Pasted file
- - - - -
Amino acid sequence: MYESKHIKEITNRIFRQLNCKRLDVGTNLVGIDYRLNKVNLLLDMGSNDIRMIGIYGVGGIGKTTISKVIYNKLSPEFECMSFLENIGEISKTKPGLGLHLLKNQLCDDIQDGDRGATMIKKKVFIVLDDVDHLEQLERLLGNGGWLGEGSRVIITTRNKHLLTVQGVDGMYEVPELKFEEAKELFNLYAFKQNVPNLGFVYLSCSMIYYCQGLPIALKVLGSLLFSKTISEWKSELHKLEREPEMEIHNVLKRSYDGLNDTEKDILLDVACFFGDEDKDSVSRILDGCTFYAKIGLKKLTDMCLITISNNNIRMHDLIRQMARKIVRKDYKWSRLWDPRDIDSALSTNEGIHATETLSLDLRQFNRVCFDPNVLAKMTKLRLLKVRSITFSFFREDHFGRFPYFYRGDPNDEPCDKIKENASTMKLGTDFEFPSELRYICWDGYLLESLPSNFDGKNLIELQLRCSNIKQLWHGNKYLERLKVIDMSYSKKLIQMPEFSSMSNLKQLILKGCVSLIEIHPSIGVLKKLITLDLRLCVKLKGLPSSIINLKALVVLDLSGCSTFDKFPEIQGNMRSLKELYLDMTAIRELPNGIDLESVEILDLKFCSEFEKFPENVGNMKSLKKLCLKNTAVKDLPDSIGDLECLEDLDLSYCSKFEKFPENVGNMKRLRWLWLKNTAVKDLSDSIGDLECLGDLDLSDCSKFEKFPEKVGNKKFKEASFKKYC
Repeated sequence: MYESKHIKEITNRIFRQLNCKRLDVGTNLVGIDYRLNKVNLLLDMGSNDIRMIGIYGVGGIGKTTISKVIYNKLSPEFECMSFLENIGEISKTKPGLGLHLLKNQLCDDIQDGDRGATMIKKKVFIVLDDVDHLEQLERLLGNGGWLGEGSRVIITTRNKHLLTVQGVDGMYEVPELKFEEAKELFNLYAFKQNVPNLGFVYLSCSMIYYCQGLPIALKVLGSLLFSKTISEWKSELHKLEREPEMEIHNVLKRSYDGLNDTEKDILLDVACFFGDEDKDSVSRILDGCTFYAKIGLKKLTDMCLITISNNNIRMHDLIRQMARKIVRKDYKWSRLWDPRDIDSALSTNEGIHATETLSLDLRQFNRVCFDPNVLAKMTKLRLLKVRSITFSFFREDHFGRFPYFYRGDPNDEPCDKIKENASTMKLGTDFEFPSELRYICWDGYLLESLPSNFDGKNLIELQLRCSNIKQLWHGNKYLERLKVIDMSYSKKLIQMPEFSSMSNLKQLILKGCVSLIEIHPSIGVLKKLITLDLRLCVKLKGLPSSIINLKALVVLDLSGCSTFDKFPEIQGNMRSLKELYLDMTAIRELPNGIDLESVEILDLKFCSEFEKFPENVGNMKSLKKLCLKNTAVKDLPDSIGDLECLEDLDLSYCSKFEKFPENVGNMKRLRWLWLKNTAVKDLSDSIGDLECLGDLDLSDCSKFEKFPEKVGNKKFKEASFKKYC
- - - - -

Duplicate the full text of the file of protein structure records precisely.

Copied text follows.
Amino acid sequence: MYESKHIKEITNRIFRQLNCKRLDVGTNLVGIDYRLNKVNLLLDMGSNDIRMIGIYGVGGIGKTTISKVIYNKLSPEFECMSFLENIGEISKTKPGLGLHLLKNQLCDDIQDGDRGATMIKKKVFIVLDDVDHLEQLERLLGNGGWLGEGSRVIITTRNKHLLTVQGVDGMYEVPELKFEEAKELFNLYAFKQNVPNLGFVYLSCSMIYYCQGLPIALKVLGSLLFSKTISEWKSELHKLEREPEMEIHNVLKRSYDGLNDTEKDILLDVACFFGDEDKDSVSRILDGCTFYAKIGLKKLTDMCLITISNNNIRMHDLIRQMARKIVRKDYKWSRLWDPRDIDSALSTNEGIHATETLSLDLRQFNRVCFDPNVLAKMTKLRLLKVRSITFSFFREDHFGRFPYFYRGDPNDEPCDKIKENASTMKLGTDFEFPSELRYICWDGYLLESLPSNFDGKNLIELQLRCSNIKQLWHGNKYLERLKVIDMSYSKKLIQMPEFSSMSNLKQLILKGCVSLIEIHPSIGVLKKLITLDLRLCVKLKGLPSSIINLKALVVLDLSGCSTFDKFPEIQGNMRSLKELYLDMTAIRELPNGIDLESVEILDLKFCSEFEKFPENVGNMKSLKKLCLKNTAVKDLPDSIGDLECLEDLDLSYCSKFEKFPENVGNMKRLRWLWLKNTAVKDLSDSIGDLECLGDLDLSDCSKFEKFPEKVGNKKFKEASFKKYC
Repeated sequence: MYESKHIKEITNRIFRQLNCKRLDVGTNLVGIDYRLNKVNLLLDMGSNDIRMIGIYGVGGIGKTTISKVIYNKLSPEFECMSFLENIGEISKTKPGLGLHLLKNQLCDDIQDGDRGATMIKKKVFIVLDDVDHLEQLERLLGNGGWLGEGSRVIITTRNKHLLTVQGVDGMYEVPELKFEEAKELFNLYAFKQNVPNLGFVYLSCSMIYYCQGLPIALKVLGSLLFSKTISEWKSELHKLEREPEMEIHNVLKRSYDGLNDTEKDILLDVACFFGDEDKDSVSRILDGCTFYAKIGLKKLTDMCLITISNNNIRMHDLIRQMARKIVRKDYKWSRLWDPRDIDSALSTNEGIHATETLSLDLRQFNRVCFDPNVLAKMTKLRLLKVRSITFSFFREDHFGRFPYFYRGDPNDEPCDKIKENASTMKLGTDFEFPSELRYICWDGYLLESLPSNFDGKNLIELQLRCSNIKQLWHGNKYLERLKVIDMSYSKKLIQMPEFSSMSNLKQLILKGCVSLIEIHPSIGVLKKLITLDLRLCVKLKGLPSSIINLKALVVLDLSGCSTFDKFPEIQGNMRSLKELYLDMTAIRELPNGIDLESVEILDLKFCSEFEKFPENVGNMKSLKKLCLKNTAVKDLPDSIGDLECLEDLDLSYCSKFEKFPENVGNMKRLRWLWLKNTAVKDLSDSIGDLECLGDLDLSDCSKFEKFPEKVGNKKFKEASFKKYC